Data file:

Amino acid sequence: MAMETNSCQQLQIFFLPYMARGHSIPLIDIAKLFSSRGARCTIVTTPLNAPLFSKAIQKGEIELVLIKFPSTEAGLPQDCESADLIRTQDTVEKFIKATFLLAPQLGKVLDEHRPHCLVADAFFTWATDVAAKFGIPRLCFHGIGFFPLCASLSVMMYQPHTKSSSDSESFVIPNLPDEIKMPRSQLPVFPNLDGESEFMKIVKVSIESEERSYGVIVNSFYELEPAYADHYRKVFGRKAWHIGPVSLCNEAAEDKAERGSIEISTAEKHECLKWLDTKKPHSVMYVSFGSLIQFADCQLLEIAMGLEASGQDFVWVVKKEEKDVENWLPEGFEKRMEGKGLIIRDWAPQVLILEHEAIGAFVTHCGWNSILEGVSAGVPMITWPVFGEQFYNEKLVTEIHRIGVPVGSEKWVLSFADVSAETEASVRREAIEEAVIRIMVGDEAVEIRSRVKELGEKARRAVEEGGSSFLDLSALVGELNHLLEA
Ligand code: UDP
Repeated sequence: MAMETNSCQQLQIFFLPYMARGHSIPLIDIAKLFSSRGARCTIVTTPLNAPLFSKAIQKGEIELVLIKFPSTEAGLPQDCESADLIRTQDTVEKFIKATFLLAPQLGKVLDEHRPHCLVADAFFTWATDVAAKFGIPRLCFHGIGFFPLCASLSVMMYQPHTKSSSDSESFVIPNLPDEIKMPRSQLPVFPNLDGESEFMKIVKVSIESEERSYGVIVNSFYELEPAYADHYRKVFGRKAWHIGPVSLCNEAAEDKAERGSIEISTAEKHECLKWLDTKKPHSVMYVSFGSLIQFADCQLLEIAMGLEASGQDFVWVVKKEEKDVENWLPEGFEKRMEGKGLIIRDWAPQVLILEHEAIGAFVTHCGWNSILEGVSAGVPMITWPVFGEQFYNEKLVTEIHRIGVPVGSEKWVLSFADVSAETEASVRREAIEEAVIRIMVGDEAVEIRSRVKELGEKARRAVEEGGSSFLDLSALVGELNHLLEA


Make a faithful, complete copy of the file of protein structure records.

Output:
Amino acid sequence: MAMETNSCQQLQIFFLPYMARGHSIPLIDIAKLFSSRGARCTIVTTPLNAPLFSKAIQKGEIELVLIKFPSTEAGLPQDCESADLIRTQDTVEKFIKATFLLAPQLGKVLDEHRPHCLVADAFFTWATDVAAKFGIPRLCFHGIGFFPLCASLSVMMYQPHTKSSSDSESFVIPNLPDEIKMPRSQLPVFPNLDGESEFMKIVKVSIESEERSYGVIVNSFYELEPAYADHYRKVFGRKAWHIGPVSLCNEAAEDKAERGSIEISTAEKHECLKWLDTKKPHSVMYVSFGSLIQFADCQLLEIAMGLEASGQDFVWVVKKEEKDVENWLPEGFEKRMEGKGLIIRDWAPQVLILEHEAIGAFVTHCGWNSILEGVSAGVPMITWPVFGEQFYNEKLVTEIHRIGVPVGSEKWVLSFADVSAETEASVRREAIEEAVIRIMVGDEAVEIRSRVKELGEKARRAVEEGGSSFLDLSALVGELNHLLEA
Ligand code: UDP
Repeated sequence: MAMETNSCQQLQIFFLPYMARGHSIPLIDIAKLFSSRGARCTIVTTPLNAPLFSKAIQKGEIELVLIKFPSTEAGLPQDCESADLIRTQDTVEKFIKATFLLAPQLGKVLDEHRPHCLVADAFFTWATDVAAKFGIPRLCFHGIGFFPLCASLSVMMYQPHTKSSSDSESFVIPNLPDEIKMPRSQLPVFPNLDGESEFMKIVKVSIESEERSYGVIVNSFYELEPAYADHYRKVFGRKAWHIGPVSLCNEAAEDKAERGSIEISTAEKHECLKWLDTKKPHSVMYVSFGSLIQFADCQLLEIAMGLEASGQDFVWVVKKEEKDVENWLPEGFEKRMEGKGLIIRDWAPQVLILEHEAIGAFVTHCGWNSILEGVSAGVPMITWPVFGEQFYNEKLVTEIHRIGVPVGSEKWVLSFADVSAETEASVRREAIEEAVIRIMVGDEAVEIRSRVKELGEKARRAVEEGGSSFLDLSALVGELNHLLEA